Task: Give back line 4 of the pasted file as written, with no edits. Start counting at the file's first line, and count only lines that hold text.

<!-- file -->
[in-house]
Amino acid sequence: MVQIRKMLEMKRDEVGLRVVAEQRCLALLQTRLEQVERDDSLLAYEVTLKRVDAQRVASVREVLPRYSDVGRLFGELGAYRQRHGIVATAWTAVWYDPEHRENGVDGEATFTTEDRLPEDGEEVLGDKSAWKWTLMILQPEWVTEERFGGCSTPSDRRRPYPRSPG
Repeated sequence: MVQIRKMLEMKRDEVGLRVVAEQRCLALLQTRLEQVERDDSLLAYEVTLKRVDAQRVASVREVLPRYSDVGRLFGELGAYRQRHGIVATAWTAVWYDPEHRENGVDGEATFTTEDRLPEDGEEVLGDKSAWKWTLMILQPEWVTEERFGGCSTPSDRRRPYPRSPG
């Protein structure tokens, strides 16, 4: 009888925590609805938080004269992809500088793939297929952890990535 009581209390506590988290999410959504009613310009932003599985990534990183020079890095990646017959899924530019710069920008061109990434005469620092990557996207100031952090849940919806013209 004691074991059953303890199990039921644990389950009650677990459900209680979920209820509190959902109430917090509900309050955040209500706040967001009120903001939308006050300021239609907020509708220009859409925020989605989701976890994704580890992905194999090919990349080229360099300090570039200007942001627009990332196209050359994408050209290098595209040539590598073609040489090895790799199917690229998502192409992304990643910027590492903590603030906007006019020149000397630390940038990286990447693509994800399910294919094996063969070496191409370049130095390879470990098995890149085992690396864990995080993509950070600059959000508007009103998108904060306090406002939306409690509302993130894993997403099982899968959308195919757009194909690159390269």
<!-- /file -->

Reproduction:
């Protein structure tokens, strides 16, 4: 009888925590609805938080004269992809500088793939297929952890990535 009581209390506590988290999410959504009613310009932003599985990534990183020079890095990646017959899924530019710069920008061109990434005469620092990557996207100031952090849940919806013209 004691074991059953303890199990039921644990389950009650677990459900209680979920209820509190959902109430917090509900309050955040209500706040967001009120903001939308006050300021239609907020509708220009859409925020989605989701976890994704580890992905194999090919990349080229360099300090570039200007942001627009990332196209050359994408050209290098595209040539590598073609040489090895790799199917690229998502192409992304990643910027590492903590603030906007006019020149000397630390940038990286990447693509994800399910294919094996063969070496191409370049130095390879470990098995890149085992690396864990995080993509950070600059959000508007009103998108904060306090406002939306409690509302993130894993997403099982899968959308195919757009194909690159390269």